Education Department Announces 40,000 To Receive Immediate Loan Forgiveness

The U.S. Education Department is promising at least 40,000 student loan borrowers will see their debt cleared under changes to repayment programs to address what it called previous mismanagement.

The department on Tuesday announced the fixes that it says will also help millions of borrowers pay off their debts more easily. The action comes in response to scrutiny of companies contracted to collect debt and as President Biden faces mounting pressure to relieve student debt.

The new actions by the department focus on the income-driven repayment plan and Public Service Loan Forgiveness, which were designed to make loans less burdensome for borrowers.

The department, in a press statement, said that loan services improperly steered borrowers into forbearance when their monthly payment under an income-driven repayment would be as low as zero. Borrowers in forbearance can see their payments and interest balloon, leading to default.

Student Debt Protest
A person wearing a medical jacket holds a sign during a Cancel Student Debt rally outside the US Department of Education in Washington, D.C., on April 4, 2022. Demonstrators gathered to call on President Joe Biden to wipe out all student debt, as the student loan payment pause, put into place during the COVID-19 pandemic, is set to expire on May 1. STEFANI REYNOLDS/Getty Images

"Student loans were never meant to be a life sentence, but it's certainly felt that way for borrowers locked out of debt relief they're eligible for," Secretary of Education Miguel Cardona said in a statement announcing the changes.

He said the changes are meant to deliver "meaningful debt relief" and ensure "federal student loan programs are administered fairly and effectively."

The department says it will review previous forbearances and will make adjustments to borrowers' accounts later this year.

The adjustment will mean more than 40,000 borrowers enrolled in the Public Service Loan Forgiveness program will see their debts wiped clean, according to the department. Another several thousand borrowers will older income-driven repayment loans will be forgiven. Additionally, 3.6 million borrowers will receive at least three years of credit toward having their loans forgiven.

The reforms announced by the department follows research from the Consumer Financial Protection Bureau that found that student loan servicers have made it difficult for borrowers to access income-driven repayment plans, or Public Service Loan Forgiveness programs.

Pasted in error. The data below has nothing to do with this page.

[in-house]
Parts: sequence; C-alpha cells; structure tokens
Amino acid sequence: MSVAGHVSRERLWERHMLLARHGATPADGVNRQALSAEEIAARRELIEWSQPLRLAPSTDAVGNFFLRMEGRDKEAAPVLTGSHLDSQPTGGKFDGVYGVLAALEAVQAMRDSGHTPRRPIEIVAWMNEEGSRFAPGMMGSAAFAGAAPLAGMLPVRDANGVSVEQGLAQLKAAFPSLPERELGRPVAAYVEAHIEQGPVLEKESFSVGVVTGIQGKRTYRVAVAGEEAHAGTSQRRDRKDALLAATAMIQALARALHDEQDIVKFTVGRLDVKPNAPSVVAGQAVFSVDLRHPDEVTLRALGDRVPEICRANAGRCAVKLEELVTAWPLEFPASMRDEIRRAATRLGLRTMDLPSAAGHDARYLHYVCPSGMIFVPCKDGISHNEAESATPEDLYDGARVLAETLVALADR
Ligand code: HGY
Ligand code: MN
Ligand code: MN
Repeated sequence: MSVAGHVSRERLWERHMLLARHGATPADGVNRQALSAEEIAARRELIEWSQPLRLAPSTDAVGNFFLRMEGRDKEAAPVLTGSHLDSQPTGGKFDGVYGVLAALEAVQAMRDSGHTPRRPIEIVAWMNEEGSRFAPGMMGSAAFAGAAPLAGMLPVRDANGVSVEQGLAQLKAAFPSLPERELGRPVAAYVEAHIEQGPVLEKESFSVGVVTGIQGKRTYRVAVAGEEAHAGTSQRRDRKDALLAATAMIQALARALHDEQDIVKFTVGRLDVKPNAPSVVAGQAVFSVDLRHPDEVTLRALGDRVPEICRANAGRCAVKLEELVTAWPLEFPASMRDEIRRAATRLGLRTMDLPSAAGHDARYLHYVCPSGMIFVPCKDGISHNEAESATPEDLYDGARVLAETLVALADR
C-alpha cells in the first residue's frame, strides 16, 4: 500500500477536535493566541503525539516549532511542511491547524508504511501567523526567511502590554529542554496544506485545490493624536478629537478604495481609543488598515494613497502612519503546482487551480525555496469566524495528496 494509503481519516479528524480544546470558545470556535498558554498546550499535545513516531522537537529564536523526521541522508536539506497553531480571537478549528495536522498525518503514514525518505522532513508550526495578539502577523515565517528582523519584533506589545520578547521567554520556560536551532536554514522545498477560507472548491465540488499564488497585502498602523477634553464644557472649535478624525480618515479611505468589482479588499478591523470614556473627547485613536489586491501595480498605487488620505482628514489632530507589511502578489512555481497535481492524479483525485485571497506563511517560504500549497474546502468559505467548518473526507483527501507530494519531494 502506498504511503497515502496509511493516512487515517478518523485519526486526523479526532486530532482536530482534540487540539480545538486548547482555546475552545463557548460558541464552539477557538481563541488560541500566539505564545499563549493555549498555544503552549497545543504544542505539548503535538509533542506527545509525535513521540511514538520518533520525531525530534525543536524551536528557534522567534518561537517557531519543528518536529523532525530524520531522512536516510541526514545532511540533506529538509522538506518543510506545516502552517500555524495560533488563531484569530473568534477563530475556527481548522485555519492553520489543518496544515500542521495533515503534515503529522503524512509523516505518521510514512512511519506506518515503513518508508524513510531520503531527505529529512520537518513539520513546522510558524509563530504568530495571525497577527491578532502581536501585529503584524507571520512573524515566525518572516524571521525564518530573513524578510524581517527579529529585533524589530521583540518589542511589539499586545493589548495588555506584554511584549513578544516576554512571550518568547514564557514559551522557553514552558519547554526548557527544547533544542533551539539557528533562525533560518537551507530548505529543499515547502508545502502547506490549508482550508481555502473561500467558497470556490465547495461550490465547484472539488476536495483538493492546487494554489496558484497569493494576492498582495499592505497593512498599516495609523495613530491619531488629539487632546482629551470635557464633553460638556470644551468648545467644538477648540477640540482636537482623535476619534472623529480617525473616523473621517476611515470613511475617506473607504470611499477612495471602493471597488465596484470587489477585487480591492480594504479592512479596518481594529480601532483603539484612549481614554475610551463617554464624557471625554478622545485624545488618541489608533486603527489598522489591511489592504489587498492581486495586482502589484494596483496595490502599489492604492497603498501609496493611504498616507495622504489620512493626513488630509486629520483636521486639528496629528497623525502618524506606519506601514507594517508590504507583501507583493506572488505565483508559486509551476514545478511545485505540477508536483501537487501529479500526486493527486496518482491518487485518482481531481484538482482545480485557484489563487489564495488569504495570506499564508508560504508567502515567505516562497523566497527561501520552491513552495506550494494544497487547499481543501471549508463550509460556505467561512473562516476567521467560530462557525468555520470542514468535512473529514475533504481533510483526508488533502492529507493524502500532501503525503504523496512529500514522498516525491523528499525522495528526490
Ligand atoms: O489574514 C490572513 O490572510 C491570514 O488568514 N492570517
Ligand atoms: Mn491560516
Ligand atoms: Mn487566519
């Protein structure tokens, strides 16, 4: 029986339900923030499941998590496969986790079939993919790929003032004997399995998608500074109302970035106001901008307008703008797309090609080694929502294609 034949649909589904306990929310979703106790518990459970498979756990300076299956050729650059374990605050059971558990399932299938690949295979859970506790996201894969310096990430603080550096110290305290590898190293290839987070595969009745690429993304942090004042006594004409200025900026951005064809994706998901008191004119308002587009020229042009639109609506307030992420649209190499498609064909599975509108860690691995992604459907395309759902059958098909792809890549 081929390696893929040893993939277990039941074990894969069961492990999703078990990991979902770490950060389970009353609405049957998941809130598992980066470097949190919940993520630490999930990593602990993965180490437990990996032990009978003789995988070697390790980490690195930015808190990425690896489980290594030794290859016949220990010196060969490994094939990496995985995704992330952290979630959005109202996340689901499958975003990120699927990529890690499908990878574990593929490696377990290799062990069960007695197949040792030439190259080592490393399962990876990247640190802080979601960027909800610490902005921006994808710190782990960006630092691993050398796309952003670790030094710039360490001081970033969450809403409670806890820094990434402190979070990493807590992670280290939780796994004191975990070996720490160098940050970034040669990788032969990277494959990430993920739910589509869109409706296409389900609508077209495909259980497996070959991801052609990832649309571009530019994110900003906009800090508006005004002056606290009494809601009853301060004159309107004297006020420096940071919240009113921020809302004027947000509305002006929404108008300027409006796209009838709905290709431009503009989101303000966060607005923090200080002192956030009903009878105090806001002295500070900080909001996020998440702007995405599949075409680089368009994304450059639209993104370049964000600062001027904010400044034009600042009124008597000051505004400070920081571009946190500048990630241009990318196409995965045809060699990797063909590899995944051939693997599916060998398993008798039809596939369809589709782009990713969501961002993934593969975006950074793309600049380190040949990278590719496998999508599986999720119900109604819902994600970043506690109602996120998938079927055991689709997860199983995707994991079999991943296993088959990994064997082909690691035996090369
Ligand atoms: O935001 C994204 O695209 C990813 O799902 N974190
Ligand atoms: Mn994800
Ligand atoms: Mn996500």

While the income-driven repayment plan is supposed to mean lower payments for borrowers and promises cancelation of remaining debt after 20 or 25 years. But a National Consumer Law Center report from 2021 found just 32 out of over 4 million had their debt forgiven.

An NPR investigation found servicers didn't know when borrowers were eligible for cancellation. A government report found the department gave inconsistent guidance to contracts on income-driven repayment plans.

The Education Finance Council echoed a similar sentiment in their statement which said, in part:

"The Department's announcement today of one-time review of the IDR process is another quick fix, band-aid approach to complex programmatic issues within the federal student loan program that have not been addressed by [Federal Student Aid] in collaboration with its partners to ensure the best interest of borrowers are kept in focus.

"This is also another substantive shift in policy by the Department of Education not shared with any advance discussion with servicers who will again be put into the position of being unable to provide clear and concise information to, or address questions from, borrowers or have advance planning for implementation."

"The Department's announcement also references oversight of forbearance use by servicers and we look forward to finally getting some guidance. The suggestion of servicers steering borrowers is without merit and is clearly an attempt by the Department to steer the conversation away from the root cause that [Federal Student Aid] has failed to fix the federal student loan repayment system for years."

Democratic Senator Elizabeth Warren, a proponent of forgiving student loan debts, reacted on Twitter applauding the move and calling for the Consumer Financial Protection Bureau to investigative loan services.

"Fixing the Income-Driven Repayment system for borrowers is critical—and it starts with providing relief to the millions of borrowers who followed the rules but haven't received the forgiveness they were promised," she said.

The Student Loan Servicing Alliance said on Twitter that it had not been provided information by the department and couldn't answer borrowers' questions.

Federal student loans have been paused for more than two years as a coronavirus pandemic relief measure.

Biden has faced growing calls from members of his party to cancel the debt outright and could make a decision in September.

Earlier this month, he extended the student loan moratorium originally set to end on May 1 to August 31.